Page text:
BERMUDESarchaeologists-225x300.jpg Smith’s Island - A team of visiting archaeologists from New York’s University of Rochester returns to Smith’s Island this summer hoping to uncover artifacts associated with Bermuda’s first three permanent residents as well as enslaved 17th century Native Americans and Africans.  Headed by Dr. Michael Jarvis and working on Smith’s Island since 2010, the team believes they may have identified the precise location where the “Three Kings of Bermuda” — Christopher Carter, Edward Waters and Edward Chard — lived between 1610 and 1612.  The 61 acre island is located near the northern entrance to St. George’s Harbour and has long been known to have been the site of Bermuda’s first permanent settlement, with Carter, Waters and Chard building rough cabins there. Members of the “Sea Venture” party wrecked in Bermuda, the three men elected to stay behind in Bermuda in 1610 after the Bermuda-built ships “Patience” and “Deliverance” carried the castaways to the English settlement at Jamestown in Virginia.  After some 20 months, the reign of the “Three Kings” came to an end with the arrival of the “Plough” in July, 1612 carrying Richard Moore — Bermuda’s first Governor — and a party of 60 settlers.


FRANCEbourguebus.png Bourguébus - Un site majeur des I er et II e siècles avant notre ère est fouillé près de Caen, par des archéologues de l'Inrap, pendant deux mois.  Repéré par des photos aériennes dès 1995, il aura fallu attendre avril dernier pour que débutent les fouilles de cet important site archéologique. À Bourguébus, près de Caen, une dizaine d'archéologues de l'Institut national de recherches archéologiques préventives (Inrap) reconstitue l'histoire d'une résidence aristocratique datant de - 250 à - 100 avant J.-C. Cette forteresse gauloise se distingue par ses dimensions. « Les trois hectares que nous fouillons ne sont que les fortifications de ce domaine pouvant atteindre 20 ha, soit la taille d'une petite ville à l'époque », explique Anthony Lefort, responsable de l'opération, prescrite de début avril jusqu'au 24 mai. Les archéologues ont révélé de puissants fossés de 4 m de profondeur pour 6 m de large, délimitant la place forte. « Il faut imaginer des douves et un imposant rempart de plusieurs mètres de hauteur, empêchant toute intrusion. »  Peu de sites gaulois de telle ampleur sont connus en France. Pour les archéologues, ce château gaulois devait accueillir un seigneur, sa famille et sa cour, soit jusqu'à 150 personnes. Il était vraisemblablement le siège d'un vaste territoire constellé de fermes et de domaines agricoles. Outre la fortification, les archéologues ont mis au jour des fragments de crânes humains, des céramiques luxueuses, des reliques d'ancêtres, une lance et un fourreau d'épée. « Nous avons retrouvé peu d'objets, ce qui laisse penser que le château a été abandonné volontairement par ses propriétaires, peut-être pour partir s'installer en ville ou dans une autre demeure », souligne Anthony Lefort. Les recherches sur le terrain laisseront bientôt place au travail en laboratoire. Un rapport devrait être remis dans environ un an.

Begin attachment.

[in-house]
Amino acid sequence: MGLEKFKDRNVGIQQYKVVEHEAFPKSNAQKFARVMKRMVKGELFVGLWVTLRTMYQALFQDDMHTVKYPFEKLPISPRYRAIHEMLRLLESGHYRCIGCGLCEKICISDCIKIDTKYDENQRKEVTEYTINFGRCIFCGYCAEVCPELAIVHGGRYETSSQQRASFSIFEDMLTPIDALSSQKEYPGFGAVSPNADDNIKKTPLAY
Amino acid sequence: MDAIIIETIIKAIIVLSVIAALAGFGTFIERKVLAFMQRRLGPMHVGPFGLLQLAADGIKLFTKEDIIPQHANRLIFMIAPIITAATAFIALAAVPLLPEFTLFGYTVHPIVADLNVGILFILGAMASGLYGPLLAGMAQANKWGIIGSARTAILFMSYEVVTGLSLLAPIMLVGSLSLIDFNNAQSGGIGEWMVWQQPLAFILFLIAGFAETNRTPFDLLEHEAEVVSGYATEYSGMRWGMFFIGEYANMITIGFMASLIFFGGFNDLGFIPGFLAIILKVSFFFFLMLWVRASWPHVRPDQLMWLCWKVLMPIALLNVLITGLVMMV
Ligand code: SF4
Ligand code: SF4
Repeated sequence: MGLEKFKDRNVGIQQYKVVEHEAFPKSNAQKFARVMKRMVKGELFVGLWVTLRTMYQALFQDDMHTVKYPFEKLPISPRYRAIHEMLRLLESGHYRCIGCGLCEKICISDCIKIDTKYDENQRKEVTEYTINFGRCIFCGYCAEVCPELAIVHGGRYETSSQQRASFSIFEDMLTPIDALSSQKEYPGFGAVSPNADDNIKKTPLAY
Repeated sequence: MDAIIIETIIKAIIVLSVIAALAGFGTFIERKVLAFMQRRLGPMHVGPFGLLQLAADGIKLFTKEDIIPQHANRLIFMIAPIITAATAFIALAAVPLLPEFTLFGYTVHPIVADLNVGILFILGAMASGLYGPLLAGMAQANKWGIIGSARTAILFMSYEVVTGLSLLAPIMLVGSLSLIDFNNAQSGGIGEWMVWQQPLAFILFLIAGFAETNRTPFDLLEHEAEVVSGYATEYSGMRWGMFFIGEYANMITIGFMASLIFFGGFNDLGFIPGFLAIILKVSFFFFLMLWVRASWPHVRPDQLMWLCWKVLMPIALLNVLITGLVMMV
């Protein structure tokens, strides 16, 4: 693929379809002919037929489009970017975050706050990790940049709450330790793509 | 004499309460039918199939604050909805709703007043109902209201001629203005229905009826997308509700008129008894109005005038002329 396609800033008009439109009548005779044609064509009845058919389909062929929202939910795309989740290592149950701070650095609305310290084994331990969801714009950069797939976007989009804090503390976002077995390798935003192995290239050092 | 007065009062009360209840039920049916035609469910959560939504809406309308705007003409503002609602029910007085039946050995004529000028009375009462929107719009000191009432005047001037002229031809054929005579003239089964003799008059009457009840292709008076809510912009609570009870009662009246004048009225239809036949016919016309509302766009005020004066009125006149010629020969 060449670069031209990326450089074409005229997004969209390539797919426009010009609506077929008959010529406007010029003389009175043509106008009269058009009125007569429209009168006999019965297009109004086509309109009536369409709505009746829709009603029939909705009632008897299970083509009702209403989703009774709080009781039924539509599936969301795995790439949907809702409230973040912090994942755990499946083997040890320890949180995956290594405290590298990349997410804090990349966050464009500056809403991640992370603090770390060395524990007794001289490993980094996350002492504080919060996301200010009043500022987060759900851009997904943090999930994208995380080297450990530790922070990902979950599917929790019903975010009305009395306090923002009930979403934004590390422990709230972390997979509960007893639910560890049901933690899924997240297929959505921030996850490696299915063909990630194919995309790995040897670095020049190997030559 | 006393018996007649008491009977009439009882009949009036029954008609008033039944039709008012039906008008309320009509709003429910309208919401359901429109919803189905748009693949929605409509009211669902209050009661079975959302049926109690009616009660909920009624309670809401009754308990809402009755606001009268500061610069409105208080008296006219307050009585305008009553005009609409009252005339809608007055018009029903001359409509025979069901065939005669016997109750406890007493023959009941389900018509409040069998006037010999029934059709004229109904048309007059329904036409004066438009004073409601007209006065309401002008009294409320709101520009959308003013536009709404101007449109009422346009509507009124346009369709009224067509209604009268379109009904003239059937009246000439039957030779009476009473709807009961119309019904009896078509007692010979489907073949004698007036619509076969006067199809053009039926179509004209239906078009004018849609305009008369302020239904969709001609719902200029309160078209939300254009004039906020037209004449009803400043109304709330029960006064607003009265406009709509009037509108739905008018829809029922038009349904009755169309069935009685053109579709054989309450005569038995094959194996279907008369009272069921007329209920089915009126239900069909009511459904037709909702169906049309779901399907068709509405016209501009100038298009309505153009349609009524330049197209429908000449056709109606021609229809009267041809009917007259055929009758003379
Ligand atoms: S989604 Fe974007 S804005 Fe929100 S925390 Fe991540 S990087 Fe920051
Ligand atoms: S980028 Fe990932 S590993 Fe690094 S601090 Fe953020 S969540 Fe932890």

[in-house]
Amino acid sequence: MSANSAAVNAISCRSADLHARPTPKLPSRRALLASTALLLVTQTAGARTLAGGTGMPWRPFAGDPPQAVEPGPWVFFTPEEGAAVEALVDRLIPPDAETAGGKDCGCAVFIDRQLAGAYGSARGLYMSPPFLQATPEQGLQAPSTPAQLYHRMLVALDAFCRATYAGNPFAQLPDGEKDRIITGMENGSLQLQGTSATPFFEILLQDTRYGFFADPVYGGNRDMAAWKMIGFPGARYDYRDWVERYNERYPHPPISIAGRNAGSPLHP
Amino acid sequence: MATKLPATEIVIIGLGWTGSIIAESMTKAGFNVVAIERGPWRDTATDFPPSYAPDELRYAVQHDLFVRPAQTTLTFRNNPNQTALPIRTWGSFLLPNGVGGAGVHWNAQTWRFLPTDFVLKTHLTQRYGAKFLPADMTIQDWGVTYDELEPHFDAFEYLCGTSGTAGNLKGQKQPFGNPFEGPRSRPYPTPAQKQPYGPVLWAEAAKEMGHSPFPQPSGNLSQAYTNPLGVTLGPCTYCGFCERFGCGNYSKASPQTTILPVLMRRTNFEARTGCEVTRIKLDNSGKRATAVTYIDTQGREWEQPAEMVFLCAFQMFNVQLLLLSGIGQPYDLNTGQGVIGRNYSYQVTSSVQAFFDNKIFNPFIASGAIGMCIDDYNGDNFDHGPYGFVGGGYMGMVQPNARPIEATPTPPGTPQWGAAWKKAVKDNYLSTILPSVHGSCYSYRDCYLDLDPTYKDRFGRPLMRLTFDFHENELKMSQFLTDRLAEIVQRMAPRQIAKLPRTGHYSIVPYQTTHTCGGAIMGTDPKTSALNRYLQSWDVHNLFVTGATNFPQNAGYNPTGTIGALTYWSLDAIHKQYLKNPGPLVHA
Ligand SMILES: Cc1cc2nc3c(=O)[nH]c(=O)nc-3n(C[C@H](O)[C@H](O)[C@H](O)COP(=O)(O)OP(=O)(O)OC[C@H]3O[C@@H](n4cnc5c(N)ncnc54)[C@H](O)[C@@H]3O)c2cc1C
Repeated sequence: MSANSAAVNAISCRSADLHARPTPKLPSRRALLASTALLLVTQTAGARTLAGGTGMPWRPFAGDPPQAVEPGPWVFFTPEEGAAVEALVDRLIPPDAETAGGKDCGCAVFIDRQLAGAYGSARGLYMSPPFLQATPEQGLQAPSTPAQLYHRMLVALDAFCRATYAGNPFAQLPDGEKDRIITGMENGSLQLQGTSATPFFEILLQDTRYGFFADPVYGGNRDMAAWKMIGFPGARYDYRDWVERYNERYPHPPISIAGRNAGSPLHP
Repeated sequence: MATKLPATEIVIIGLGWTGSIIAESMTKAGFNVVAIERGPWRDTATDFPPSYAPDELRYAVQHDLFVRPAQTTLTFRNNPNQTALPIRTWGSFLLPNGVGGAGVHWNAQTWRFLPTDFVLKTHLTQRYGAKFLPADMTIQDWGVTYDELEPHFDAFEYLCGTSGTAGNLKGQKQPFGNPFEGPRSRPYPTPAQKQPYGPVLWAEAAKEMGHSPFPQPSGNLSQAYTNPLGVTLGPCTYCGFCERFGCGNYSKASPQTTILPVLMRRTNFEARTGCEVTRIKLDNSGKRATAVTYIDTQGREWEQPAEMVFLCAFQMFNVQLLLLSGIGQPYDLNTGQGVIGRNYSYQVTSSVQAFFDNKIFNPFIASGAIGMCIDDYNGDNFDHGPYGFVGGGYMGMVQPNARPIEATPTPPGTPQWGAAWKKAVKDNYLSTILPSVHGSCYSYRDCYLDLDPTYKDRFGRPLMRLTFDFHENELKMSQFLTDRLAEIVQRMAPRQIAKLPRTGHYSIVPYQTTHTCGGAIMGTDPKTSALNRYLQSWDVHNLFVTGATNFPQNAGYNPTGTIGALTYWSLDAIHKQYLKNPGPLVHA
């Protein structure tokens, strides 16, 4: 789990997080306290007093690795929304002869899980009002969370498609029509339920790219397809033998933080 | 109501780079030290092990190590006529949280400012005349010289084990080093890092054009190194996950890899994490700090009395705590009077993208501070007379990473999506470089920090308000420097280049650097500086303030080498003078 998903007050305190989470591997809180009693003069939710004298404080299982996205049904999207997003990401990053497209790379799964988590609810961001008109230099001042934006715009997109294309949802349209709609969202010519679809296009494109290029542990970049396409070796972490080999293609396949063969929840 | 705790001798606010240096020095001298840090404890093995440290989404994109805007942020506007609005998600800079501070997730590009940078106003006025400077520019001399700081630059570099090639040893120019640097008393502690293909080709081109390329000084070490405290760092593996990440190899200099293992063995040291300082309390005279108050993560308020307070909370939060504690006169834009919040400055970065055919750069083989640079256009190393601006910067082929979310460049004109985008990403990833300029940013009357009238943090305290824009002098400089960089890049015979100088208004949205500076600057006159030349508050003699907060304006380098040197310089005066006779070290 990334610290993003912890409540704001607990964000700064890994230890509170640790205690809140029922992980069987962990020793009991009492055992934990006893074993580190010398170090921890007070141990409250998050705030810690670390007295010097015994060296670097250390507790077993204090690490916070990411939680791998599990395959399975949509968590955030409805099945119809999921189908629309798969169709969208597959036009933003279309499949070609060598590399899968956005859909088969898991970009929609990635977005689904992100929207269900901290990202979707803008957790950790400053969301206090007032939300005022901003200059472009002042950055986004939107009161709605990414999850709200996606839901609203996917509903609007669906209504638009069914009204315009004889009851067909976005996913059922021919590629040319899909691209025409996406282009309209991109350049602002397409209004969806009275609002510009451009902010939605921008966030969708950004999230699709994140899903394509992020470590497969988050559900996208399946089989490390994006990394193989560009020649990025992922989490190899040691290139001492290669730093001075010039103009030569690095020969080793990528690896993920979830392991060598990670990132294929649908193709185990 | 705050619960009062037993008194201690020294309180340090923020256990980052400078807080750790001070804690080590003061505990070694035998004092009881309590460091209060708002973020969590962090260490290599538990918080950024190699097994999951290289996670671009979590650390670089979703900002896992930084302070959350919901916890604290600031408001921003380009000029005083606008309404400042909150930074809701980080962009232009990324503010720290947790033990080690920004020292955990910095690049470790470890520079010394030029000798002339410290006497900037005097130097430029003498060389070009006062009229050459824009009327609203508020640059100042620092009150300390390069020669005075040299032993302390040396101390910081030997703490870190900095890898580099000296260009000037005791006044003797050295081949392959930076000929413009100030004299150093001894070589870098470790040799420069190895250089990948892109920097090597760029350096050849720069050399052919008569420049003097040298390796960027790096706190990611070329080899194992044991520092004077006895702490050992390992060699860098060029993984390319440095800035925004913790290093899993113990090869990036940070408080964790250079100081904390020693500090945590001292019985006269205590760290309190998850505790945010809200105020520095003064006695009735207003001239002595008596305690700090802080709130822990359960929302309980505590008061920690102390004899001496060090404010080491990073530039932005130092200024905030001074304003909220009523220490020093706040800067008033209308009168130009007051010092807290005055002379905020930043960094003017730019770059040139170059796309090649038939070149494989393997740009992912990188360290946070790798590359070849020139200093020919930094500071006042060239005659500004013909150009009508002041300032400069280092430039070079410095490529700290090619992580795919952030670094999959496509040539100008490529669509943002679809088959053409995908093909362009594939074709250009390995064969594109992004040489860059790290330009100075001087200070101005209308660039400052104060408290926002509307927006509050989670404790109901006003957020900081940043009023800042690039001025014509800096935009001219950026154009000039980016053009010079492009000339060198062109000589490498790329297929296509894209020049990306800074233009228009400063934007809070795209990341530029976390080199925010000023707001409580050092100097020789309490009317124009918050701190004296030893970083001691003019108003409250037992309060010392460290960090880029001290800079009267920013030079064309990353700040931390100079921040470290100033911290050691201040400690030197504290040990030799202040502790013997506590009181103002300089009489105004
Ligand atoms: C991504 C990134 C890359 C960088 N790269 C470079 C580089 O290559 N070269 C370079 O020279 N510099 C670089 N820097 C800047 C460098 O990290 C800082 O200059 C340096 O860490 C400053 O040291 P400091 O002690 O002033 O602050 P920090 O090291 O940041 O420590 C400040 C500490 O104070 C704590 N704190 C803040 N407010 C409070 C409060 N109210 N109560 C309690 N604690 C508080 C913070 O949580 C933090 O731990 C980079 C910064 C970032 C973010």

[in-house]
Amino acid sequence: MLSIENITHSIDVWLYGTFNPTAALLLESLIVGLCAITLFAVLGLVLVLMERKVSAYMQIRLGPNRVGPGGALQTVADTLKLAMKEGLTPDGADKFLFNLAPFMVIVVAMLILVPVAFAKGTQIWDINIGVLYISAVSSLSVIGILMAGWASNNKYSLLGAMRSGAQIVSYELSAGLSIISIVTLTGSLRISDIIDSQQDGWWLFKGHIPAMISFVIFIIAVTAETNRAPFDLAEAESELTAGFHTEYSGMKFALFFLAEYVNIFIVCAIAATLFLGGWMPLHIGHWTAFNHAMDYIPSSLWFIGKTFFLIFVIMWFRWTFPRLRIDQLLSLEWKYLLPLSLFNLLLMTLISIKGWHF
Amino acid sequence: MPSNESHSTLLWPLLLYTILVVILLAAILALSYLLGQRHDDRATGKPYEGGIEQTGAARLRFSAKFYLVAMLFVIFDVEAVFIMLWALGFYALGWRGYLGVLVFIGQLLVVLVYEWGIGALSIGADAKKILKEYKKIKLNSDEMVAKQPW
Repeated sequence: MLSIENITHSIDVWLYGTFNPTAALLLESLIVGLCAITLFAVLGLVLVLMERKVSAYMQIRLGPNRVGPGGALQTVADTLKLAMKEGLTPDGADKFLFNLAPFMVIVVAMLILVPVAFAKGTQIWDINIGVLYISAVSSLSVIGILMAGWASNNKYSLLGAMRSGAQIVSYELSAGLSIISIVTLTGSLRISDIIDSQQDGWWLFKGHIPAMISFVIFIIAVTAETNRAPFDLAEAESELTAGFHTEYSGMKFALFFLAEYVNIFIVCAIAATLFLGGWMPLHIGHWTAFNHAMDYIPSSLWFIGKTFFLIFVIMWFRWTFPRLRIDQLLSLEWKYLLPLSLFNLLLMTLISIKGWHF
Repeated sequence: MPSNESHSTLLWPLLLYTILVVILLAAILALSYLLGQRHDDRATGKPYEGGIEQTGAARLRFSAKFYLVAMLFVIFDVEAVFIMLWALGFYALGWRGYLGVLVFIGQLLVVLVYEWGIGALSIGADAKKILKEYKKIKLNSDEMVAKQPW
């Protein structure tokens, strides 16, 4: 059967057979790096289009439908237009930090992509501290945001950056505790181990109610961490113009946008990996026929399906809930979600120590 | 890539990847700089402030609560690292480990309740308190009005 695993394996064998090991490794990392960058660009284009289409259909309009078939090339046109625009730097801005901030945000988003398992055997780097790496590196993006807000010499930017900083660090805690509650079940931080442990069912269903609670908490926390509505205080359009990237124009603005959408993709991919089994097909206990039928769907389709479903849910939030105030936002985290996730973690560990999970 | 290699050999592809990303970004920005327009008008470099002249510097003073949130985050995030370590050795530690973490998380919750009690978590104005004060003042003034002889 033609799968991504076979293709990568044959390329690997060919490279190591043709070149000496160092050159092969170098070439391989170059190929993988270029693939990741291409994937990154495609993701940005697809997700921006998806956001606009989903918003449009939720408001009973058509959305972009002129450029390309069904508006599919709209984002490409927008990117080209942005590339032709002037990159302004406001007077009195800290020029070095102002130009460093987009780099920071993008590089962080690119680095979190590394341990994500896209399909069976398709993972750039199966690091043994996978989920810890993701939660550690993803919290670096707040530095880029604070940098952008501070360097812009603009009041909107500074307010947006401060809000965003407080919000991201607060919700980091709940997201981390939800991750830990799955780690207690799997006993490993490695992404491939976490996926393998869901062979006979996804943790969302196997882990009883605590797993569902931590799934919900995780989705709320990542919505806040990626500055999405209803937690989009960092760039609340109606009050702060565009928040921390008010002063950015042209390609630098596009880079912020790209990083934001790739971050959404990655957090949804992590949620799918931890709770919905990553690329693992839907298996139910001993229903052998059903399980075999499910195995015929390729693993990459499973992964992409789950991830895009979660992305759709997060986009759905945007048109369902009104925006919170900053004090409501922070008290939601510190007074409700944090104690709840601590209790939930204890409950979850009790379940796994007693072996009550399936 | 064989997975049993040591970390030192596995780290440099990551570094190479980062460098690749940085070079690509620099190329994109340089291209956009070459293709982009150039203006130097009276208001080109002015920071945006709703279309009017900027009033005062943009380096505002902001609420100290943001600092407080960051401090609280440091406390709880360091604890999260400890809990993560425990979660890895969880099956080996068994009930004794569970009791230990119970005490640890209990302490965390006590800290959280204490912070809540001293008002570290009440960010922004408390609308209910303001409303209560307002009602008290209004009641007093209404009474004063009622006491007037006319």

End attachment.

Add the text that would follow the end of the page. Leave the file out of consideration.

ROYAUME UNIcoin2-3.jpg Lewes - A historic coin that dates back more than 700 years has been excavated at an archaeological dig. The oval-shaped silver farthing measures 12mm by 10mm and dates back to around 1300 to 1310.  Because the coin was issued during the transition between the last years of Edward I’s reign and the start of Edward II’s reign, researchers initially struggled to attribute it to the correct king. But by using special identification techniques, like assessing what type of crown the king was wearing and the style of lettering on the coin’s inscriptions, experts believe the coin dates from the last seven years of Edward I’s reign, from 1300 to 1307.  Stephanie Smith, the society’s finds liaison officer, said the coin was probably dropped during everyday activity outside the town and not at the Battle of Lewes, which took place nearly 40 years earlier.  She said: “There are transitional issues between Edward I and the earliest coins issued by Edward II.  “The portraits on the coins are similar to each other so they can be difficult to identify. “Some have inner circles, particular crowns, a particular way the hair is positioned and how they abbreviated their names and titles in the inscriptions.


TURQUIEn-47219-4.jpg Side - The 1,800-year-old Tyche Shrine in Side has been restored and opened to visitors with a ceremony attracting a number of senior figures.